tngras he told
and t©,000 MtHf
hepaid over to
the purity of the eteefioa! Ca^ auy oue
doubt that it came from the Whig eorruption
fund, whieh was under the control ot the
Whig committee? Where else could it come
from? Mr. Havens, who,, with all bis reluc
lance, swears that he paid over to him a large
sum, but cannot tell where it came from. A
package was handed to him by a young man,
but be did not know who he was, nor where
the money came from,nor for what purpose it
was sent to Glentworth. This single fact,
was there no other, that Glentworth, in this
operation, expended several thousand dollars
in motley, establishes beyond all doubt or Con
troversy the participation of the Whig mana
gers in this flagicious transaction. Glent
worth was only the agent, and his principals
or employers furnished him with the money
Amr-it is proved by Ha»en» him^f# that
a large sum of this money passed through his
hands into Glentworth's. This connects the
transaction with Whig leaders in New York,
throwing out of the case Glentworth's confes
sions, and every other circuir.3tance. Those
who furnished the money to purchase the votes
of these vagabonds, were not only a party to
the transaction, but they were the prineipals in
it, and Glentworth was only their agent.—
However guilty he may be, they are still more
But as the last effort to escape the infamy
due to their criminal participation, in this au
dacious crime. The Whig committee and
others set up a plea that Glentworth went be
yond his instructions. They assert that they
had heard that certain gentlemen in Philadel
phia were intending to send on men to vote
the Democratic ticket, and that Glentworth
was sent on to Philadelphia to get persons to
come to New York as challengers to stop ille
gal voters against them. Was there ever so
preposterous a pretence? But drowning men
cling to straws. I et us examine this honest
plea for a moment. It is to be remembered
hat those criminals plead double, as the law
yers call it, for they had previously pleaded
not puiliy, by denying all knowledge or parti
cipation in the transaction. They deny that
they knew what Glentworth went to Philadel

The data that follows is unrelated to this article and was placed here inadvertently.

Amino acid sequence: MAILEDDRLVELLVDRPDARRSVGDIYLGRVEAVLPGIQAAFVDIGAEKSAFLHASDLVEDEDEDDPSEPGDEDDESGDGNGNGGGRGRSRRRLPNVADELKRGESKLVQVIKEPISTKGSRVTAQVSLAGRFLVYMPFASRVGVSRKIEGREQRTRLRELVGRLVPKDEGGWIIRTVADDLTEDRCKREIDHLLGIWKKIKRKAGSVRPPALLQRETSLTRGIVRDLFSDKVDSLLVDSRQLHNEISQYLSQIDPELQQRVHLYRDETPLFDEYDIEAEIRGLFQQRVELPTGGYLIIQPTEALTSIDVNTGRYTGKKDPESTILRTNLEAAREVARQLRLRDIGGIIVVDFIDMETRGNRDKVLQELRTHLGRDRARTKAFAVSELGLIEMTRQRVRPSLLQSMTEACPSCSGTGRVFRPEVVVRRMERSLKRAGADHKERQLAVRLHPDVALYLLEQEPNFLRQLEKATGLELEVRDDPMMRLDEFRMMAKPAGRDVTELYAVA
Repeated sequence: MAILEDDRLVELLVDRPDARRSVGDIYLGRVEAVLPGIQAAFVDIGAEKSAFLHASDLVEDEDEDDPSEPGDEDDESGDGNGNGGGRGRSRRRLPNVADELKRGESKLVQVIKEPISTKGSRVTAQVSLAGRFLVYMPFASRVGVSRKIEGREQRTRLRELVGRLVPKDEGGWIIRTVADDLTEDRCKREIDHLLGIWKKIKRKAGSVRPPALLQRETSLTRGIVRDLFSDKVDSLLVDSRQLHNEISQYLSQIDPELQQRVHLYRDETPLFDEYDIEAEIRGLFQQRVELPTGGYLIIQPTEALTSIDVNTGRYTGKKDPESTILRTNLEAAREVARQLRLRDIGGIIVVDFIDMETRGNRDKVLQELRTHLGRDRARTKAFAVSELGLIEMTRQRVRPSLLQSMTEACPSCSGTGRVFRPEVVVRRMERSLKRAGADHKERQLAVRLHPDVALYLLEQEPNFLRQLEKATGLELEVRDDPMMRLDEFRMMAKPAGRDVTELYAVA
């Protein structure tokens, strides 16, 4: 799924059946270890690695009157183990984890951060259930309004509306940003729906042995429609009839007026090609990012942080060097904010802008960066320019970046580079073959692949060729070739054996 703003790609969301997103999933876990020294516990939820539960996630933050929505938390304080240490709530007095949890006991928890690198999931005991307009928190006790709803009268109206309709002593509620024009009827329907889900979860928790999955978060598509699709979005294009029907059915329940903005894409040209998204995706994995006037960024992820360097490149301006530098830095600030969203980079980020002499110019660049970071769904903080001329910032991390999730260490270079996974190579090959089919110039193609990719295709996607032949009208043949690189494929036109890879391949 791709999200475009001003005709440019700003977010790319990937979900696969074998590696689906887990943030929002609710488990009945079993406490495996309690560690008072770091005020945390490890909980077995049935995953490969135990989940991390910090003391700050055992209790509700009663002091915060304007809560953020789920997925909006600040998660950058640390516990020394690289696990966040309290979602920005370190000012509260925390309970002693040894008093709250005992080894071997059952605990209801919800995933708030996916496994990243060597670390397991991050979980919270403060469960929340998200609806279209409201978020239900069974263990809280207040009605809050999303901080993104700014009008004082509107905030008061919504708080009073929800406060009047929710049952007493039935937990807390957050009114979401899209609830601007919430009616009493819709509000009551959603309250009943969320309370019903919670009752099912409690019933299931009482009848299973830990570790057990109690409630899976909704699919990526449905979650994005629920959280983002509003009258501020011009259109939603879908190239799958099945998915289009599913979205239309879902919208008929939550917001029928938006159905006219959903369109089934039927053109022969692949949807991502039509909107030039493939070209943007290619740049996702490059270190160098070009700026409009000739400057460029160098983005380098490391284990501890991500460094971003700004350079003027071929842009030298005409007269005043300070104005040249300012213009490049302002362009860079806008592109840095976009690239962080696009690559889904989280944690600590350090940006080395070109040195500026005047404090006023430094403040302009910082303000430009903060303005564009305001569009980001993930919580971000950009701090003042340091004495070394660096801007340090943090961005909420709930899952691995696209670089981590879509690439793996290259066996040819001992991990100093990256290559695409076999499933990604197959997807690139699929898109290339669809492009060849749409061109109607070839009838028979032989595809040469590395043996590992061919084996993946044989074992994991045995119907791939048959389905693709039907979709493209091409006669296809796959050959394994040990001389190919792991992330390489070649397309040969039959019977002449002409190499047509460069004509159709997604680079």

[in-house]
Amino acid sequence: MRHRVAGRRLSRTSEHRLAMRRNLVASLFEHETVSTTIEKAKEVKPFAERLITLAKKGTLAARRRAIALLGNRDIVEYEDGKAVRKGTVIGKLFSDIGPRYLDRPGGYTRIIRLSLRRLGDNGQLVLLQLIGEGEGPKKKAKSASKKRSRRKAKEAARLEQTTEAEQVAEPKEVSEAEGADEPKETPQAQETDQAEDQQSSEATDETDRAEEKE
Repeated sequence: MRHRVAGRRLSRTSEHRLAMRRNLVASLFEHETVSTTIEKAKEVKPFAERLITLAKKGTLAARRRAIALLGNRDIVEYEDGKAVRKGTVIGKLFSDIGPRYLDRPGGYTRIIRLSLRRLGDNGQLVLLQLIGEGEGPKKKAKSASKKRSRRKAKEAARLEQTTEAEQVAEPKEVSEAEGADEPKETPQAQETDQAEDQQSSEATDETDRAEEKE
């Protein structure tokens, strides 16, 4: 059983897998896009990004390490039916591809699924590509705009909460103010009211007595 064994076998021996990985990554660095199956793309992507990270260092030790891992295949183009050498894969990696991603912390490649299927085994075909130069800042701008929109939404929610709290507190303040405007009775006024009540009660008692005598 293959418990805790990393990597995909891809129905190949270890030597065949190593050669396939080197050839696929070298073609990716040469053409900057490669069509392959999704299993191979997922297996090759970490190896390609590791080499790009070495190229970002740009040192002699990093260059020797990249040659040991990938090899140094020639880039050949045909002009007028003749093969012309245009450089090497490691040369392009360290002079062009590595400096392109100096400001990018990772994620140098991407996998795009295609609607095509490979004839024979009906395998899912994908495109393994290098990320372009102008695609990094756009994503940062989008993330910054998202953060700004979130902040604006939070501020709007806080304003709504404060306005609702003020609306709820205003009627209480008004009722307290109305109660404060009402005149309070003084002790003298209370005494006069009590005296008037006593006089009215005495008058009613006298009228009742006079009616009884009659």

phia for, and some of them any knowledge of
his having gone there. These two pleas are
inconsistent, and contradict each other. The
first denies all participation in the transaction,
and the second admits it, and sets up a justifi
cation. Both these pleas cannot be true, but
both may be false. If the object for which
Glentworth was sent was lawful and proper,
why did these honest men deny their partici
pation in it? Why so much concealment?
.But these innocent and persecuted gentlemen,
notwithstanding onti at least is counsellor at
law, seetn to overlook one important point in
their defence. They seem to forget that there
are accessories after as well as before the com
mission of the crime.
Glentworth sent to B,t«ludeJfH». |0ob
tain watchers! it is certain he did not procure
men for that purpose. He hired men to come
on arid vote and they did come on and vote.
The original purpose, therefore, is of no im
portance, because these Hessians were brought
to New York by Glentworth to vote, and some
of the Whig managers took charge of the
men, assisted in getting in their votes, and
others paid the expense of the operations and
others aided them to escape detection.
But that there was ever such a purpose is
perfectly ridiculous. Would any men in their
senses expend several thousand dollars, mere
"y to procure challengers at an election?
Would they pay thirty dollars each for such
an object? And would they scrape up the
very dogs and offals of a city to aet persons
to Wii-.ch the polls? Must not challengers be
decent rrr .i, whose sta'ements would be enti
tled to credit? But the simple fact of the a*
mount of money which was required to get
on these men, is of itself conclusive evidence
that it was perfectly understood for what pur
pose they were to be brought to New York.
The large sum paid was the wages of sin. It
is not to be forgotten that this extraodinary
plea, which from its improbability, would re
quire the strongest proof, has not a single par
ticle of testimony to support it. There io no
evidence or pretence that any men were
brought to Philadelphia to vote the Democrat
ticket nor is there a single circumstance
proved, tending to give even a coloring to such
a charge. They say it was rumored that men
were to be sent on for this purpose by certain
gentlemen in Philadelphia. But do they
bring this rumor home to any individual of
the Democratic party? Do they prove any
circumstance, word, act, or deed of any Re
publican, either in New York or Philadelphia,
which gives even a color to this rutpor? No
thing of the kind, But the public are called
upon to believe that the Whig committee, in
consequence of an idle rumor, wholly unsup
ported, expended thousands of dollars, to im
port some hundreds of watchers to prevent im
aginary frauds, of which they had no knowl
edge whatever? Is .this the way the Whig
committee spend their money? Glentworth
knew better. He told Capt. Shultz, when
going on, that he was intending to do some
thing that would "tell for the Whig ticket."
But certain honest Whigs rely on their let
ter to Glentworth, in which they tell him, that
if he has any thing further in view than to
bring on men to guard the polls against frauds
and protect the ballot box, he rsnust go no fur
ther. This letter is the very strongest evi
dence against them. No candid man can read
it without being fully convinced on the subject.
It bears on its very face the most conclusive
marks of dishonesty and sinister design. The
very fact of writing the letter, shows that
Draper, Blatchford, Grinnel. and others pres
ent at the time, knew, or believed, tha^Glent
was engaged in enlisting men to bring to New
York to vote, in violation of law, and by the
commission of perjury and that he was as
suming to act as their agent, aod spending
their money in this operation. What language